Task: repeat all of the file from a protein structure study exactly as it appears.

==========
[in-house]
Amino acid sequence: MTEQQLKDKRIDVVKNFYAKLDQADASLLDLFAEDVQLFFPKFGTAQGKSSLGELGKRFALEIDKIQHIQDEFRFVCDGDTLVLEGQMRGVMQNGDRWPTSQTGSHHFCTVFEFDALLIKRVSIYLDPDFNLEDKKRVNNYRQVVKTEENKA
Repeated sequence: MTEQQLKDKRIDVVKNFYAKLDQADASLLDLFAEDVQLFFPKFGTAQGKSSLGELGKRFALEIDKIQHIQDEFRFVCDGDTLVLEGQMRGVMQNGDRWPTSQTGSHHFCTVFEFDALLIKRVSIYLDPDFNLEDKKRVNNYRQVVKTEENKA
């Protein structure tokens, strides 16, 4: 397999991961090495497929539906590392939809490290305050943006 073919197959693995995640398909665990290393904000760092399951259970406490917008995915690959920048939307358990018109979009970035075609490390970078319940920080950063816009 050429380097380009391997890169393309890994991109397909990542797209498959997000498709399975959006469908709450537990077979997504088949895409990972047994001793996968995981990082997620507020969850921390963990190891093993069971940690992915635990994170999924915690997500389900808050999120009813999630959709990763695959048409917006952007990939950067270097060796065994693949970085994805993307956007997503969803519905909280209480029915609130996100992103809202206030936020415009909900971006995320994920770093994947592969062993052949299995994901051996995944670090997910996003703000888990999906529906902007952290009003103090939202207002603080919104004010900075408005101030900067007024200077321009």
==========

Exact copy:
[in-house]
Amino acid sequence: MTEQQLKDKRIDVVKNFYAKLDQADASLLDLFAEDVQLFFPKFGTAQGKSSLGELGKRFALEIDKIQHIQDEFRFVCDGDTLVLEGQMRGVMQNGDRWPTSQTGSHHFCTVFEFDALLIKRVSIYLDPDFNLEDKKRVNNYRQVVKTEENKA
Repeated sequence: MTEQQLKDKRIDVVKNFYAKLDQADASLLDLFAEDVQLFFPKFGTAQGKSSLGELGKRFALEIDKIQHIQDEFRFVCDGDTLVLEGQMRGVMQNGDRWPTSQTGSHHFCTVFEFDALLIKRVSIYLDPDFNLEDKKRVNNYRQVVKTEENKA
């Protein structure tokens, strides 16, 4: 397999991961090495497929539906590392939809490290305050943006 073919197959693995995640398909665990290393904000760092399951259970406490917008995915690959920048939307358990018109979009970035075609490390970078319940920080950063816009 050429380097380009391997890169393309890994991109397909990542797209498959997000498709399975959006469908709450537990077979997504088949895409990972047994001793996968995981990082997620507020969850921390963990190891093993069971940690992915635990994170999924915690997500389900808050999120009813999630959709990763695959048409917006952007990939950067270097060796065994693949970085994805993307956007997503969803519905909280209480029915609130996100992103809202206030936020415009909900971006995320994920770093994947592969062993052949299995994901051996995944670090997910996003703000888990999906529906902007952290009003103090939202207002603080919104004010900075408005101030900067007024200077321009």